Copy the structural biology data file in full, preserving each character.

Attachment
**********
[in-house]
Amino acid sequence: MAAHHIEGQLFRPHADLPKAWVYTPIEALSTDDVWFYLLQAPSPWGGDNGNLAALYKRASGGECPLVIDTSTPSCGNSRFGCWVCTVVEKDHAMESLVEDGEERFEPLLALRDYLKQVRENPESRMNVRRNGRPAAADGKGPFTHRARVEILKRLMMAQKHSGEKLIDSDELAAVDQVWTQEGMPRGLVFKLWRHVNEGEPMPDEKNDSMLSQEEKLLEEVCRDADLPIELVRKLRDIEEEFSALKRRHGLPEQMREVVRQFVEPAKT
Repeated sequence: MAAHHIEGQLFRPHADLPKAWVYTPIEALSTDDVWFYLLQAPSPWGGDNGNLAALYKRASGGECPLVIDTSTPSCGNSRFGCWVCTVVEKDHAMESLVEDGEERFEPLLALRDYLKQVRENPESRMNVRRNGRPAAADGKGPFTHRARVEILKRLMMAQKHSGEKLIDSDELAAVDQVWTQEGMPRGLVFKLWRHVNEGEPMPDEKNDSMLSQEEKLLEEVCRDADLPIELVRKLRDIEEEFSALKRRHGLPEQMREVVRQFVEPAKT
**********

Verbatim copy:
[in-house]
Amino acid sequence: MAAHHIEGQLFRPHADLPKAWVYTPIEALSTDDVWFYLLQAPSPWGGDNGNLAALYKRASGGECPLVIDTSTPSCGNSRFGCWVCTVVEKDHAMESLVEDGEERFEPLLALRDYLKQVRENPESRMNVRRNGRPAAADGKGPFTHRARVEILKRLMMAQKHSGEKLIDSDELAAVDQVWTQEGMPRGLVFKLWRHVNEGEPMPDEKNDSMLSQEEKLLEEVCRDADLPIELVRKLRDIEEEFSALKRRHGLPEQMREVVRQFVEPAKT
Repeated sequence: MAAHHIEGQLFRPHADLPKAWVYTPIEALSTDDVWFYLLQAPSPWGGDNGNLAALYKRASGGECPLVIDTSTPSCGNSRFGCWVCTVVEKDHAMESLVEDGEERFEPLLALRDYLKQVRENPESRMNVRRNGRPAAADGKGPFTHRARVEILKRLMMAQKHSGEKLIDSDELAAVDQVWTQEGMPRGLVFKLWRHVNEGEPMPDEKNDSMLSQEEKLLEEVCRDADLPIELVRKLRDIEEEFSALKRRHGLPEQMREVVRQFVEPAKT